Six circular discs are packed in different-shaped boxes so that the discs touch their neighbours and the sides of the box. Can you put the boxes in order according to the areas of their bases?

This shape comprises four semi-circles. What is the relationship between the area of the shaded region and the area of the circle on AB as diameter?

Polygons drawn on square dotty paper have dots on their perimeter (p) and often internal (i) ones as well. Find a relationship between p, i and the area of the polygons.

A tower of squares is built inside a right angled isosceles triangle. The largest square stands on the hypotenuse. What fraction of the area of the triangle is covered by the series of squares?

Prove that a triangle with sides of length 5, 5 and 6 has the same area as a triangle with sides of length 5, 5 and 8. Find other pairs of non-congruent isosceles triangles which have equal areas.

The diagonals of a trapezium divide it into four parts. Can you create a trapezium where three of those parts are equal in area?

It's easy to work out the areas of most squares that we meet, but what if they were tilted?

A task which depends on members of the group noticing the needs of others and responding.

Investigate the properties of quadrilaterals which can be drawn with a circle just touching each side and another circle just touching each vertex.

Have a go at creating these images based on circles. What do you notice about the areas of the different sections?

How can you change the area of a shape but keep its perimeter the same? How can you change the perimeter but keep the area the same?

Can you find the areas of the trapezia in this sequence?

I'm thinking of a rectangle with an area of 24. What could its perimeter be?

What is the same and what is different about these circle questions? What connections can you make?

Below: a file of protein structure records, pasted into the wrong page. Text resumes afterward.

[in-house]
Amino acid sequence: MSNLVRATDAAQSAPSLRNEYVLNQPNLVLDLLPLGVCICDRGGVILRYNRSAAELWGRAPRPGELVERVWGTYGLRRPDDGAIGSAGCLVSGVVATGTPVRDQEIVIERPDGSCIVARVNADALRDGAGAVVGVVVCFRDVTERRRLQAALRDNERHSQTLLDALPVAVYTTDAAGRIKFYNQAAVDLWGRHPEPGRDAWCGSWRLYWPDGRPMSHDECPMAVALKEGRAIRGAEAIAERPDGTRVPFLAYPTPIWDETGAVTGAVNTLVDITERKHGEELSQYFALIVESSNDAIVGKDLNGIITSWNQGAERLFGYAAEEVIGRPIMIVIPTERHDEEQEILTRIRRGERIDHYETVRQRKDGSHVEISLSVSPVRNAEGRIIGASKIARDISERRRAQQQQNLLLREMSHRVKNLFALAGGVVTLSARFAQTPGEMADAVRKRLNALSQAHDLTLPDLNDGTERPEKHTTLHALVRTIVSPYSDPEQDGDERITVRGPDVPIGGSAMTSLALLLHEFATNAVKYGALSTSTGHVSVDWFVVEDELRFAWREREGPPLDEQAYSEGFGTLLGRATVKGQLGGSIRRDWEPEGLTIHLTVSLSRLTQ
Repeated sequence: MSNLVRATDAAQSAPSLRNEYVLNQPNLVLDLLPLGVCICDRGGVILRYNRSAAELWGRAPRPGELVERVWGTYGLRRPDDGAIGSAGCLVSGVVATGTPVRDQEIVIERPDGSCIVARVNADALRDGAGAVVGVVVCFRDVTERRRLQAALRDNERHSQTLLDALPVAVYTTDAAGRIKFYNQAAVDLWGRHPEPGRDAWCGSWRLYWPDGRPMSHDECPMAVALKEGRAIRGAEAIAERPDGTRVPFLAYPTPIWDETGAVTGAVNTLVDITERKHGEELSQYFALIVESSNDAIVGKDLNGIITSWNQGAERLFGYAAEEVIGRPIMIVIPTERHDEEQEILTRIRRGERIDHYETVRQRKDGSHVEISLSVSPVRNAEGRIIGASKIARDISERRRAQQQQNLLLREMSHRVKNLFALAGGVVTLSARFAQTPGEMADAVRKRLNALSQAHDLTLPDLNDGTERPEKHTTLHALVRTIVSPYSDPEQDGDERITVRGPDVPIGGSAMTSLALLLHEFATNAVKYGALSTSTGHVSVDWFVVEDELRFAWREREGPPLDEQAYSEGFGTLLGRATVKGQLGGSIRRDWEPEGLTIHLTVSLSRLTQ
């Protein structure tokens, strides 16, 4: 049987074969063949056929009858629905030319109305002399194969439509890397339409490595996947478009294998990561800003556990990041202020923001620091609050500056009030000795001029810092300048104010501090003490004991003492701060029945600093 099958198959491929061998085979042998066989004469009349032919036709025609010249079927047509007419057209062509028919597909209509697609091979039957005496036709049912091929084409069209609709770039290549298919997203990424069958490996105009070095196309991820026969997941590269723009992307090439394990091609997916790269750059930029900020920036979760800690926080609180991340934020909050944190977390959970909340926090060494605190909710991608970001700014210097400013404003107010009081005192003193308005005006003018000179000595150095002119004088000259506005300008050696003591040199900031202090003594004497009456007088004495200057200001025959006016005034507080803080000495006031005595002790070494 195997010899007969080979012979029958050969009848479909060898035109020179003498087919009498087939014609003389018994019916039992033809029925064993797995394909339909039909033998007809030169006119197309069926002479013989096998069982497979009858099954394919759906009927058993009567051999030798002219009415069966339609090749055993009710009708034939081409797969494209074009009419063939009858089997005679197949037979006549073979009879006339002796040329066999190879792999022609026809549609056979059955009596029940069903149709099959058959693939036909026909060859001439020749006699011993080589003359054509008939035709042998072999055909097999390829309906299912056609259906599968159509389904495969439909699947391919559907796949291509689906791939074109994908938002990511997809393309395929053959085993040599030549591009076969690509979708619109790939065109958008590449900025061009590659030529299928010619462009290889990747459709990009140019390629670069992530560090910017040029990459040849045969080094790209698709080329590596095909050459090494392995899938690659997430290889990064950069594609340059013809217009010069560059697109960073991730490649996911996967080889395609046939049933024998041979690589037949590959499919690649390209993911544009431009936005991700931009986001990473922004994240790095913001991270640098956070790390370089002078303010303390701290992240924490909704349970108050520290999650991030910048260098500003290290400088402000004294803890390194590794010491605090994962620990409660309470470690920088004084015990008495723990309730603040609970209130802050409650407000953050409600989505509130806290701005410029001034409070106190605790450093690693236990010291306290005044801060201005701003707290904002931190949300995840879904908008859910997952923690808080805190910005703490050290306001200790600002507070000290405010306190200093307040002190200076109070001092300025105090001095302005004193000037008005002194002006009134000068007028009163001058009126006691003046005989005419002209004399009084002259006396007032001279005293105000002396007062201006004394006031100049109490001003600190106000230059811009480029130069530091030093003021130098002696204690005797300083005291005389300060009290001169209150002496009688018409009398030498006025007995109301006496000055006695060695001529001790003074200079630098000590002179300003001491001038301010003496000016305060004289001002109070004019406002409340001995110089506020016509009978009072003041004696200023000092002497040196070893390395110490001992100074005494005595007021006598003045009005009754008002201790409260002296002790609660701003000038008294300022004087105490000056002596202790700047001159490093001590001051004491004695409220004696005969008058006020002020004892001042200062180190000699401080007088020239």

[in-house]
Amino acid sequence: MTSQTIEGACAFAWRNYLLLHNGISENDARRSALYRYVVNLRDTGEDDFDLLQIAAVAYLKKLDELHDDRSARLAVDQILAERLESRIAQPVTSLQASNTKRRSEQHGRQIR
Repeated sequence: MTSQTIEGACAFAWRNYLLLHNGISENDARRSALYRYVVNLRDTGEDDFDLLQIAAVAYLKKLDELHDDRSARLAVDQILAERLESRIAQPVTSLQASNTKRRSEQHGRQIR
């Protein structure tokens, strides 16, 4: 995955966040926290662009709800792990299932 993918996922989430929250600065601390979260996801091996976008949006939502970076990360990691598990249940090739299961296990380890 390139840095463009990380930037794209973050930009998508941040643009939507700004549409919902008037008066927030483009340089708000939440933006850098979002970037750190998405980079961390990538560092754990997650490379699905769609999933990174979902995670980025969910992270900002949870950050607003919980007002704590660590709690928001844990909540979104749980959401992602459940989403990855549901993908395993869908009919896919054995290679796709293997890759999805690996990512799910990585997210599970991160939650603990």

Draw some isosceles triangles with an area of $9$cm$^2$ and a vertex at (20,20). If all the vertices must have whole number coordinates, how many is it possible to draw?

The area of a square inscribed in a circle with a unit radius is, satisfyingly, 2. What is the area of a regular hexagon inscribed in a circle with a unit radius?

Follow the instructions and you can take a rectangle, cut it into 4 pieces, discard two small triangles, put together the remaining two pieces and end up with a rectangle the same size. Try it!

Three rods of different lengths form three sides of an enclosure with right angles between them. What arrangement maximises the area

If you have only 40 metres of fencing available, what is the maximum area of land you can fence off?

Take any rectangle ABCD such that AB > BC. The point P is on AB and Q is on CD. Show that there is exactly one position of P and Q such that APCQ is a rhombus.

If the base of a rectangle is increased by 10% and the area is unchanged, by what percentage (exactly) is the width decreased by ?

Can you work out the area of the inner square and give an explanation of how you did it?

A farmer has a field which is the shape of a trapezium as illustrated below. To increase his profits he wishes to grow two different crops. To do this he would like to divide the field into two. . . .

In this problem we are faced with an apparently easy area problem, but it has gone horribly wrong! What happened?